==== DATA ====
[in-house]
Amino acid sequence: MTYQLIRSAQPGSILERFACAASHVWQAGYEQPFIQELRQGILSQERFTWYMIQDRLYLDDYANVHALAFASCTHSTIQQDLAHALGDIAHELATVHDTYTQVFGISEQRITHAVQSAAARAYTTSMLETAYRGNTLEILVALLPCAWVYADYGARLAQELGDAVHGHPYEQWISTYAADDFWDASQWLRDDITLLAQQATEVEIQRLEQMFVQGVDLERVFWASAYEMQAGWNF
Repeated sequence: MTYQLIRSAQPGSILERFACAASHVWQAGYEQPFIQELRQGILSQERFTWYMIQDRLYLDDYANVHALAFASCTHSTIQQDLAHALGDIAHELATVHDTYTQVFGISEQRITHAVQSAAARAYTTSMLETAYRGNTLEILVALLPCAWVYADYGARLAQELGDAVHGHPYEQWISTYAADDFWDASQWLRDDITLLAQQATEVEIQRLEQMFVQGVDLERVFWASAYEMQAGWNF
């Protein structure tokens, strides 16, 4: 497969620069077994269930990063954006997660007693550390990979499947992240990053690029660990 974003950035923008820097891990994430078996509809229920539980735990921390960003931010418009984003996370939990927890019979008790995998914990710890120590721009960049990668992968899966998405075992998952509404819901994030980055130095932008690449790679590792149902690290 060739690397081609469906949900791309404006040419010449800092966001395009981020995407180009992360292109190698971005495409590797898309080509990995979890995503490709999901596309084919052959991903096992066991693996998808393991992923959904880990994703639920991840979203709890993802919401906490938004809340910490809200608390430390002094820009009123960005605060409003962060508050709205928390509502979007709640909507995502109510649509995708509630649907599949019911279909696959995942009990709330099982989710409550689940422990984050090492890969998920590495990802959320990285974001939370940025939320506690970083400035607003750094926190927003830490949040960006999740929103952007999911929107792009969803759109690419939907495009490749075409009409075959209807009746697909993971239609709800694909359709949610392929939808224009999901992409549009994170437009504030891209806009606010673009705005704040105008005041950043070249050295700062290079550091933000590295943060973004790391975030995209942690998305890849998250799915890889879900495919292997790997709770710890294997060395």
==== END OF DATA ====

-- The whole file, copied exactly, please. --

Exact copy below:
[in-house]
Amino acid sequence: MTYQLIRSAQPGSILERFACAASHVWQAGYEQPFIQELRQGILSQERFTWYMIQDRLYLDDYANVHALAFASCTHSTIQQDLAHALGDIAHELATVHDTYTQVFGISEQRITHAVQSAAARAYTTSMLETAYRGNTLEILVALLPCAWVYADYGARLAQELGDAVHGHPYEQWISTYAADDFWDASQWLRDDITLLAQQATEVEIQRLEQMFVQGVDLERVFWASAYEMQAGWNF
Repeated sequence: MTYQLIRSAQPGSILERFACAASHVWQAGYEQPFIQELRQGILSQERFTWYMIQDRLYLDDYANVHALAFASCTHSTIQQDLAHALGDIAHELATVHDTYTQVFGISEQRITHAVQSAAARAYTTSMLETAYRGNTLEILVALLPCAWVYADYGARLAQELGDAVHGHPYEQWISTYAADDFWDASQWLRDDITLLAQQATEVEIQRLEQMFVQGVDLERVFWASAYEMQAGWNF
């Protein structure tokens, strides 16, 4: 497969620069077994269930990063954006997660007693550390990979499947992240990053690029660990 974003950035923008820097891990994430078996509809229920539980735990921390960003931010418009984003996370939990927890019979008790995998914990710890120590721009960049990668992968899966998405075992998952509404819901994030980055130095932008690449790679590792149902690290 060739690397081609469906949900791309404006040419010449800092966001395009981020995407180009992360292109190698971005495409590797898309080509990995979890995503490709999901596309084919052959991903096992066991693996998808393991992923959904880990994703639920991840979203709890993802919401906490938004809340910490809200608390430390002094820009009123960005605060409003962060508050709205928390509502979007709640909507995502109510649509995708509630649907599949019911279909696959995942009990709330099982989710409550689940422990984050090492890969998920590495990802959320990285974001939370940025939320506690970083400035607003750094926190927003830490949040960006999740929103952007999911929107792009969803759109690419939907495009490749075409009409075959209807009746697909993971239609709800694909359709949610392929939808224009999901992409549009994170437009504030891209806009606010673009705005704040105008005041950043070249050295700062290079550091933000590295943060973004790391975030995209942690998305890849998250799915890889879900495919292997790997709770710890294997060395």